a glimpse

The other day on my way home I quickly breezed through the grocery store grabbing the items I needed. I will never be a grocery store browser – it is not in my DNA. I am in and out (and consequently in and out again because I forgot something). After flying down the aisles, I strategically entered the line that I thought would be quickest. #upintheair

The line next to me of course moved slightly faster and suddenly from behind the magazine rack, out of nowhere, emerged a dad holding his small bald-headed, nose-tubed child. I quietly gasped staring at them. My eyes burned and my heart raced, both signs of PTSD and an impending grief episode.

After catching my breath I thought, “I should offer to buy his groceries.” For we were so generously and well taken care of by our families and community that I don’t even recall going to the grocery store while Ben was sick, let alone with him. The mask over this little boy’s face told me he probably shouldn’t have even been there. His white blood cell count must be low. Was he headed for a transfusion following this? Had he gotten one earlier? What were his counts? Were they holding him back from starting chemo again? Perhaps he was post-transplant. My mind was like a pinball machine. I wanted to be helpful. But if I offered to pay, if I told this father I understood his journey, he would probably ask questions. Telling him Ben was dead would clearly not be helpful. Should I just lie? Or say nothing at all? I was paralyzed.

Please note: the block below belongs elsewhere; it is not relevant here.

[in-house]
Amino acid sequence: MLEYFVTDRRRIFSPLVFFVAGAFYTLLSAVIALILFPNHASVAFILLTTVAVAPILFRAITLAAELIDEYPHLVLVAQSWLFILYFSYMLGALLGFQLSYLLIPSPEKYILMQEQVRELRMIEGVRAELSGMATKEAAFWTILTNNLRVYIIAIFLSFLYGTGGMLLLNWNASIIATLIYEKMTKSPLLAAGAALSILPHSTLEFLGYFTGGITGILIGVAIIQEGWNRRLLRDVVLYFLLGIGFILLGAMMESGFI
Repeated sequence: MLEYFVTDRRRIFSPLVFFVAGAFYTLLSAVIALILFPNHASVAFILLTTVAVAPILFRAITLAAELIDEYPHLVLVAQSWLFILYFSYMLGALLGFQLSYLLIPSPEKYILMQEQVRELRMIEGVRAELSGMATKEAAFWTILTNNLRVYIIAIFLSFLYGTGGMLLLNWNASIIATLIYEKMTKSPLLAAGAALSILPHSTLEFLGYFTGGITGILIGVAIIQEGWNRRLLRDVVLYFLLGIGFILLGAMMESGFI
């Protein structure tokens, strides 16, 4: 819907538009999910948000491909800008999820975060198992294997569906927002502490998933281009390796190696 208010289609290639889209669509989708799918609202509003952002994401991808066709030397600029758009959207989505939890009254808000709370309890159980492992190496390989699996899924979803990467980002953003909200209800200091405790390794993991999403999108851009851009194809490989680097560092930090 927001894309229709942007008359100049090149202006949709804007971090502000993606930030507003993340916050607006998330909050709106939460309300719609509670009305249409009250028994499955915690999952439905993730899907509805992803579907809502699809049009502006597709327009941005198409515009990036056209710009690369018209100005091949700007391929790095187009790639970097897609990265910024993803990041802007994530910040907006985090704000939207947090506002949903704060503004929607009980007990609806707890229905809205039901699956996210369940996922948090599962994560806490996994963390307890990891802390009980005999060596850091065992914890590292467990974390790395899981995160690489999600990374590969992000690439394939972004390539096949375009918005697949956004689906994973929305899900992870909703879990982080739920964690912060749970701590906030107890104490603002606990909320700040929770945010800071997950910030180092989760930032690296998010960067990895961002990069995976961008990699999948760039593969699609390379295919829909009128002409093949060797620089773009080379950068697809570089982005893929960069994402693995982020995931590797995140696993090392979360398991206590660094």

Meanwhile my line moved forward, I had a conversation with the checker that I cannot recollect and I ended up exiting before them. I got in my car, put my head back, tried to breathe deeply and pleaded to the universe to go back. Back to when my son was here. Back to when I could touch his beautiful little head, carry his amazing but frail body and smell his cancer-induced scent. Back to when we still had a chance.

We have seen plenty of children with cancer since Ben left us. But in our neighborhood, at our grocery store, it seemed like it could have been our life.

It was. Or at least a glimpse of it.